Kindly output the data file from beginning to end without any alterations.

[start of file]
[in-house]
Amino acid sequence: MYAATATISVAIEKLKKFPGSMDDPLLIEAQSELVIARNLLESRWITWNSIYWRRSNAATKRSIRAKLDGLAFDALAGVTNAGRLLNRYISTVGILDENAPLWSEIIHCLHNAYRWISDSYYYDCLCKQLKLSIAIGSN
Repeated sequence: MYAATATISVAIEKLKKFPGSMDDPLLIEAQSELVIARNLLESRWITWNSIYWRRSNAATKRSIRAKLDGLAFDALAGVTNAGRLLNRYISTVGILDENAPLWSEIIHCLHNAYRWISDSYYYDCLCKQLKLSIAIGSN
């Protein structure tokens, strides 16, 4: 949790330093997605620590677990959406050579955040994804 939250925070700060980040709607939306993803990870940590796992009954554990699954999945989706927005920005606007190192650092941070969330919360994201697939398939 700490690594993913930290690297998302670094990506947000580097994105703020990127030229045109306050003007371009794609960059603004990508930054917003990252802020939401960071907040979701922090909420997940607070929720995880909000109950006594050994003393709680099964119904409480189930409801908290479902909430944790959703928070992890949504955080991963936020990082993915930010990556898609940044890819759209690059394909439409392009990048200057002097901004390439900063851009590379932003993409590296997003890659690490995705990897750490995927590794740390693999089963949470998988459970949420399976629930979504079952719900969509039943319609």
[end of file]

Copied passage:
[in-house]
Amino acid sequence: MYAATATISVAIEKLKKFPGSMDDPLLIEAQSELVIARNLLESRWITWNSIYWRRSNAATKRSIRAKLDGLAFDALAGVTNAGRLLNRYISTVGILDENAPLWSEIIHCLHNAYRWISDSYYYDCLCKQLKLSIAIGSN
Repeated sequence: MYAATATISVAIEKLKKFPGSMDDPLLIEAQSELVIARNLLESRWITWNSIYWRRSNAATKRSIRAKLDGLAFDALAGVTNAGRLLNRYISTVGILDENAPLWSEIIHCLHNAYRWISDSYYYDCLCKQLKLSIAIGSN
């Protein structure tokens, strides 16, 4: 949790330093997605620590677990959406050579955040994804 939250925070700060980040709607939306993803990870940590796992009954554990699954999945989706927005920005606007190192650092941070969330919360994201697939398939 700490690594993913930290690297998302670094990506947000580097994105703020990127030229045109306050003007371009794609960059603004990508930054917003990252802020939401960071907040979701922090909420997940607070929720995880909000109950006594050994003393709680099964119904409480189930409801908290479902909430944790959703928070992890949504955080991963936020990082993915930010990556898609940044890819759209690059394909439409392009990048200057002097901004390439900063851009590379932003993409590296997003890659690490995705990897750490995927590794740390693999089963949470998988459970949420399976629930979504079952719900969509039943319609």